Lambing Consideration: Environment impacts animal health
As sheep producers begin to see lambs on the ground, Pipestone, Minn. Veterinarian J.L. Goelz encouraged producers to take steps to improve potential for healthy lambs.
Goelz also covered nutrition and lamb health in his presentation at the Northern Plains Sheep Symposium.
Producers can control when and where the ewe lambs, and the environment that lambs are born into, said Goelz.
“Consider that when the lamb is born, it is leaving a sterile, water-filled environment that is 102 degrees where it passively absorbs nutrients,” he explained. “Then, it arrives wet into your lambing barn, shed or pasture. Ask yourself, is it cold and drafty? Is it clean? Do the ewes have enough space, or are they crowded?”
If a lamb stays wet and gets chilled after birth, it can be detrimental to its health and make it more susceptible to disease.
The size of the pen is also important.
Producers also need lambs that can aggressively seek out the udder, find the teat on their own, have strong vigor after birth, and are not compromised by abortion pathogens.
“The major causes of lamb mortality the first three weeks after birth are starvation and hypothermia, scours and pneumonia,” the veterinarian said. “Most people say a sick sheep is a dead sheep, but what really happens is a sheep that dies was not detected as sick and treated early enough to have a reasonable shot at treatment success.”
“Sheep are a prey species. If they show pain, discomfort or signs of sickness, they are coyote bait,” he added.
Goelz told producers they should never be afraid to tube feed lambs to get them started if they aren’t nursing.
“It is the best $4.96 you will ever spend,” he stated. “People think the tube is too rigid, but it is that way for a reason. Its rigidity keeps it from going into the trachea.”
To properly tube lambs, Goelz said, “Measure the end of the tube to the stomach of the lamb. Put a piece of tape around that mark. When you stick the tube down the lamb’s throat, if you don’t get it to the mark, you have it in the wrong pipe and will need to start over. If it goes to the mark, it is in the stomach.”
“If it doesn’t, it is in the trachea, and the lamb will probably be coughing,” he explained.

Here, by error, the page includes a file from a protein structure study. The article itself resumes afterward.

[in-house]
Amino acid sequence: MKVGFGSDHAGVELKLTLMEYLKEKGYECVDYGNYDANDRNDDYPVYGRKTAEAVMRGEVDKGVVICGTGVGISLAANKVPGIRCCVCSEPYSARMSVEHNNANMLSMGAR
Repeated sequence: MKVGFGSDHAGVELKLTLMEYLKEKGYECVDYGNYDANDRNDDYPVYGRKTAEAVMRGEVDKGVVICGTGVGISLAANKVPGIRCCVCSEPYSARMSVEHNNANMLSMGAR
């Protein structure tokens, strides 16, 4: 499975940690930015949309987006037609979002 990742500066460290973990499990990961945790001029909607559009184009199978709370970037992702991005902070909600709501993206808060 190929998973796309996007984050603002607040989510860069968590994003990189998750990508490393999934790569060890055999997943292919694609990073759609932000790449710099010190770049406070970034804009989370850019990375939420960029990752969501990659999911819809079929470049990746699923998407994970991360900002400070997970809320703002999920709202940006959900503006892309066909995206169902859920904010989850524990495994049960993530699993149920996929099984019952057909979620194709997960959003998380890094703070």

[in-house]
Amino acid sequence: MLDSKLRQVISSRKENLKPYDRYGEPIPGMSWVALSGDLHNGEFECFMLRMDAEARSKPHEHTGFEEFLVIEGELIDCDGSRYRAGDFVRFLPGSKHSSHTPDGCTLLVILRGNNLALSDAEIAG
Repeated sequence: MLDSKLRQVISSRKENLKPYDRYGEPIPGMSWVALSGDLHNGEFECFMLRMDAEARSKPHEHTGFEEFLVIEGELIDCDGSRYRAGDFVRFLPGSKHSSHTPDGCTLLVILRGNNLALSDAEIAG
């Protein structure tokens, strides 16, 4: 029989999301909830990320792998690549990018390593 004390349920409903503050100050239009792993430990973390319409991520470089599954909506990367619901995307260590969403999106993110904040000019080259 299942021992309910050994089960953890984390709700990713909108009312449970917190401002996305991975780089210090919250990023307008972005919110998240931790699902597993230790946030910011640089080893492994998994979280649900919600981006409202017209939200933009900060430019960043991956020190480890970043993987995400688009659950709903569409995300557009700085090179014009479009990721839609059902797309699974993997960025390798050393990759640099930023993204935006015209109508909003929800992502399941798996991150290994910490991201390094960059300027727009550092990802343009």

If you bottle-fed the lambs, Goelz continued, by two feedings the lamb will not consciously recognize where its nutrition comes from.
“It will think you are mom,” he said.
Instead, he recommends tube feeding the lamb twice, eight to 10 hours apart. By then, it should pick up and be able to nurse on its own, he said.
Deworming is also important at lambing.
“As the ewe approaches lambing, the parasites come out of hibernation because it’s mating time and will be easier to kill,” he said. “Deworming at that point also prevents or delays infections in lambs. The only place they pick up parasites is in their environment. If you can deworm them, it can delay the infections much longer.”
Lambs should also receive a Clostridia Type C and D vaccination at three and six weeks, or at four and seven weeks, depending upon the operation and whether the lambs are being creep fed.
“I would give it as soon as possible to prevent lambs from dying,” he said.
Other medical concerns
Goelz also encouraged producers to send in a sample if lambs are scouring.
“We used to have a good vaccine for scours, but we don’t anymore,” he said. “It is important to take a sample and send it in right away so the diagnostician can tell us which drug to use to treat it.”
Producers can use drugs like LA200, tetracycline, NuFlor and Draxin to treat pneumonia, if it is caught early, he said.
“Most of the time, if a lamb dies from pneumonia, 80 percent of their lungs will be shot,” he said.
Lastly, Goelz encouraged producers to cut open dead lambs and send pictures by phone or email to their veterinarian.
“With all the new technology, veterinarians can usually look at a photo and tell you if a lamb died from scours or pneumonia,” he said. “Don’t be afraid to get help, so you don’t get in over your head.”